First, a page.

The cost of implementing the CFA is estimated at between US$ 25 billion and US$ 40 billion—about one third of which for the short term and the rest for building longer-term resilience. Accordingly, developed countries, on their side, need to increase their ODA to 0.7 percent of gross national income (GNI) and to increase the share of agriculture therein from the current three percent to the 17 percent level of 1980. Developing countries, from their part, need to allocate additional resources to agriculture from their national budgetary expenditures.
The global financial crisis may well mean that some governments may be tempted to cut back on their development spending, but that would be not only to miss an historic occasion, it would be a strategic mistake. That would only guarantee increased starvation, prolonged periods of economic turmoil and intense periods of social unrest. The financial crisis should not make us forget about the food crisis. The hungry and poor need help too.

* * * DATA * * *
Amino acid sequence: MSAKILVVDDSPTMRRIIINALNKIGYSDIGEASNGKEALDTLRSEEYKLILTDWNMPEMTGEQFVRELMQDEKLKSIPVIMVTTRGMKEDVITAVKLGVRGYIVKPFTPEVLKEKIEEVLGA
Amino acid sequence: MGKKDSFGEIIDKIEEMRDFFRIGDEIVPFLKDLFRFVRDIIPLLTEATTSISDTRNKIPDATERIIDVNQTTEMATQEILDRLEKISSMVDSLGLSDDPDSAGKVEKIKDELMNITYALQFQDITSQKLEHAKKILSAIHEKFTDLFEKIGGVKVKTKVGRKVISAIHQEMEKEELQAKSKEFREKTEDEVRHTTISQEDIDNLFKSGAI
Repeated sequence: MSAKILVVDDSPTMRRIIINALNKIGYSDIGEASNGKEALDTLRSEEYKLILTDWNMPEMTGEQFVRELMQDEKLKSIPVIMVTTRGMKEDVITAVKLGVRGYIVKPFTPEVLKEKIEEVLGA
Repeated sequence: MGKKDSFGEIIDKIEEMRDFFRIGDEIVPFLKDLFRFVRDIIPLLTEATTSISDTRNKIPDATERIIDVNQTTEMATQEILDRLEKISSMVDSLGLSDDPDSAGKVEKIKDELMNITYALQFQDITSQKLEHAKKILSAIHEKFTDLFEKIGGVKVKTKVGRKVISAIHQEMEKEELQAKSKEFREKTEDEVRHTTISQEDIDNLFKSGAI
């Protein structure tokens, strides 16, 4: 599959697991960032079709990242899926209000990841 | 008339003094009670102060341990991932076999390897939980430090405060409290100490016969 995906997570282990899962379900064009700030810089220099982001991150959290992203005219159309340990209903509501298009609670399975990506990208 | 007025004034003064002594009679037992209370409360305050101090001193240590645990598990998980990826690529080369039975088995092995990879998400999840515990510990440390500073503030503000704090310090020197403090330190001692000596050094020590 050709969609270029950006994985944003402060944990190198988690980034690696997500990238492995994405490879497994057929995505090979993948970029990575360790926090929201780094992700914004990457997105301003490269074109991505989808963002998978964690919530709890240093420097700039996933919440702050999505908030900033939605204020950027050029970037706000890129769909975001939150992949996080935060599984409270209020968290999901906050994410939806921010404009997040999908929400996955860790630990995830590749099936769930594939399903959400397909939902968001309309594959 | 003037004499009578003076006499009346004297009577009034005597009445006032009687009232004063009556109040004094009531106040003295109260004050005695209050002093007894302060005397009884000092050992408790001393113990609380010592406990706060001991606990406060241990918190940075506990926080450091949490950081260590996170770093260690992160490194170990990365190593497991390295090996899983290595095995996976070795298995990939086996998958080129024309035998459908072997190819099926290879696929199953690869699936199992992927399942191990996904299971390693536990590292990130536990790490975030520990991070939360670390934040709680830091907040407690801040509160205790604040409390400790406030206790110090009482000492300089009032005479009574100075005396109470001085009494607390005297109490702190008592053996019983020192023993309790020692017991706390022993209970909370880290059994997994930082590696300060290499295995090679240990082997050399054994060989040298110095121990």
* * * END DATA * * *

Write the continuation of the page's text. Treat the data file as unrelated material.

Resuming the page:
The world’s nations now have an historic opportunity to strike a decisive blow against hunger and poverty by putting agriculture high on the agenda and boosting invest-ment in the sector in the developing world. They must not step away from it. They should act decisively, responsibly and urgently.
Director-General, Food and Agriculture Organization of the United Nations